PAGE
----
CONF: Tools for the Future: workshop 5 (Ljubljana, 7-8 Sep 2020)

International workshop series:
Workshop 5: Legislation, Legal Structures and their Impact on the Art Market

Ljubljana, 7-8 Sep 2020
Ljubljana, Research Centre of the Slovenian Academy of Sciences and Arts
Registration deadline: 1 Sep 2020

The workshop is part of the International Workshops Series “Tools for the Future: Researching art market Practices from Past to Present”, jointly founded by Elisabetta Lazzaro (HKU University of the Arts, Utrecht), Nathalie Moureau (University Paul Valéry, Montpellier 3) and Adriana Turpin (IESA Art & Culture, Paris and the Society for the History of Collecting, London).

Through individual presentations followed by group discussions, the workshops series aims at bringing together international scholars and professionals from different disciplines, periods of study and areas of practice of the art market to confront key issues and related methods that can be used to interpret, analyse and operate through the structures and principals of the art market. Previous workshops were on art collectors (Montpellier, June 2018), the artist as an entrepreneur (Utrecht, December 2018), formation and development of new markets (London, June 2019) and communication strategies (Rome, November 2019).

The fifth workshop, organised by the France Stele Institute of Art History ZRC SAZU, will address the role of legislation and legal regulators in the art market. The relationship between law and art can be traced back to the Middle Ages when the workshop and apprenticeship rules and guild statutes determined artists’ and other agents’ working tasks, regulating production, ensuring quality and enabling fair marketing and dissemination. Since the early modern period, estate law has defined (and limited) inheritance and ownership of artworks. While contracts with clients controlled the quality, realisation, delivering and on-time payment of private and collective artistic commissions, contracts between artists determined standards of cooperation. With the rise of the auction houses from the 17th century onwards, governments have tried to control auctioneering practices and increase transparency, issues which remain relevant to the market today. Similar considerations apply nowadays for on-line trade and digitisation of artworks, transactions and consumption, including cryptocurrencies and blockchain. The early modern period also saw the origins of copyright law, with privileges and censorship of reproducing vividly differing across Europe. Throughout the 19th century, copyright regulations were still nationally oriented, thereby resulting in national legislations obstructing or encouraging the international expansion of markets. Since the 20th century, we have witnessed the internationalisation and globalisation of laws, which are still in progress.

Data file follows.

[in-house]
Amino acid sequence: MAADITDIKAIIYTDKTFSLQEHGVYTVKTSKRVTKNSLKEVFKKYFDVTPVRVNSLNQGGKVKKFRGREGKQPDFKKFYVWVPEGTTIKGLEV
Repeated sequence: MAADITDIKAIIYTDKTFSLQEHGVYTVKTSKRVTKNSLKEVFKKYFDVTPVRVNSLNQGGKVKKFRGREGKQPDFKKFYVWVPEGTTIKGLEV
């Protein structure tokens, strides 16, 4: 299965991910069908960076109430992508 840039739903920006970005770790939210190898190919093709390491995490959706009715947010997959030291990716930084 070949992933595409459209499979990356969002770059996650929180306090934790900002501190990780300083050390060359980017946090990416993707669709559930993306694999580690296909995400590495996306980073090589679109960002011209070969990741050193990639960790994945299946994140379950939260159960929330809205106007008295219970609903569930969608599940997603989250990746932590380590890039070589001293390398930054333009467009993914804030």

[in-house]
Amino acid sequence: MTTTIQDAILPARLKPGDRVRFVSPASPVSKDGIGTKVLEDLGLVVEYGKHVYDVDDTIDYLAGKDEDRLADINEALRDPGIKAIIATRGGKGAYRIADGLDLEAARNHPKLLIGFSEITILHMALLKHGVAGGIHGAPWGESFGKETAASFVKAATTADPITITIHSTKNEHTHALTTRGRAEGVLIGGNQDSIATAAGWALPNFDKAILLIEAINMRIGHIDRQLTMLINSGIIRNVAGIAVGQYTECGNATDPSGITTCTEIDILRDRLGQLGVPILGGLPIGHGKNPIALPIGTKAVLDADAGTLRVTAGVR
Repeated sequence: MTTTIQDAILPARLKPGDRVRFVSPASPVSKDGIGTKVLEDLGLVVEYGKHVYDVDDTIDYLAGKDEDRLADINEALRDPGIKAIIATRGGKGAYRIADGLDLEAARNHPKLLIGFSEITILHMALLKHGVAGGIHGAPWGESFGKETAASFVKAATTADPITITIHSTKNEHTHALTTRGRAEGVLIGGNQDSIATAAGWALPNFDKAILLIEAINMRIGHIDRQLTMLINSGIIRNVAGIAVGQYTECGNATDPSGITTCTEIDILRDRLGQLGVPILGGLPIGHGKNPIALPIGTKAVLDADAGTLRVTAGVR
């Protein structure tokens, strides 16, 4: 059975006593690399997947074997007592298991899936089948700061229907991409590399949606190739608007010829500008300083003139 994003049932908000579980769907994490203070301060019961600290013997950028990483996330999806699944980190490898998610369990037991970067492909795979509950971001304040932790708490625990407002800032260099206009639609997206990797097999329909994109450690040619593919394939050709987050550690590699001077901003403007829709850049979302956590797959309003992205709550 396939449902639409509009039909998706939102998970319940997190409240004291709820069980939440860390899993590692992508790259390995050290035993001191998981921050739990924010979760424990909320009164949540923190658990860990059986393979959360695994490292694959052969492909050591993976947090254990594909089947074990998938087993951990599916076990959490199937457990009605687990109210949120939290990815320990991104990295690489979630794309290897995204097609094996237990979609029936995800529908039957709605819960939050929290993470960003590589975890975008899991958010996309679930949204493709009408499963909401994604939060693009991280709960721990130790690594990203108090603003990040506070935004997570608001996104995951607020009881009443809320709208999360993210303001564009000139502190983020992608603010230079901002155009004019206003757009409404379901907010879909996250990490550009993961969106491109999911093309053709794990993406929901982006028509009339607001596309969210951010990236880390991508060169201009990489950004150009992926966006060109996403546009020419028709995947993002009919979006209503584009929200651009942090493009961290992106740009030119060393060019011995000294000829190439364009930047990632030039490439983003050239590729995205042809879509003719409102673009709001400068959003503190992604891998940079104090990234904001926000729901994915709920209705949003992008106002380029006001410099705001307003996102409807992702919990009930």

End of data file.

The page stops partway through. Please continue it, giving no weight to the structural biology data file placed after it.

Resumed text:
Prešeren Hall, Novi trg 4, Ljubljana/ zoom web conferencing

Welcome and Introduction
Mija Oter Gorenčič
Tina Košak, Renata Komić Marn
Adriana Turpin

Session 1: Artists and legislation
chair: Tina Košak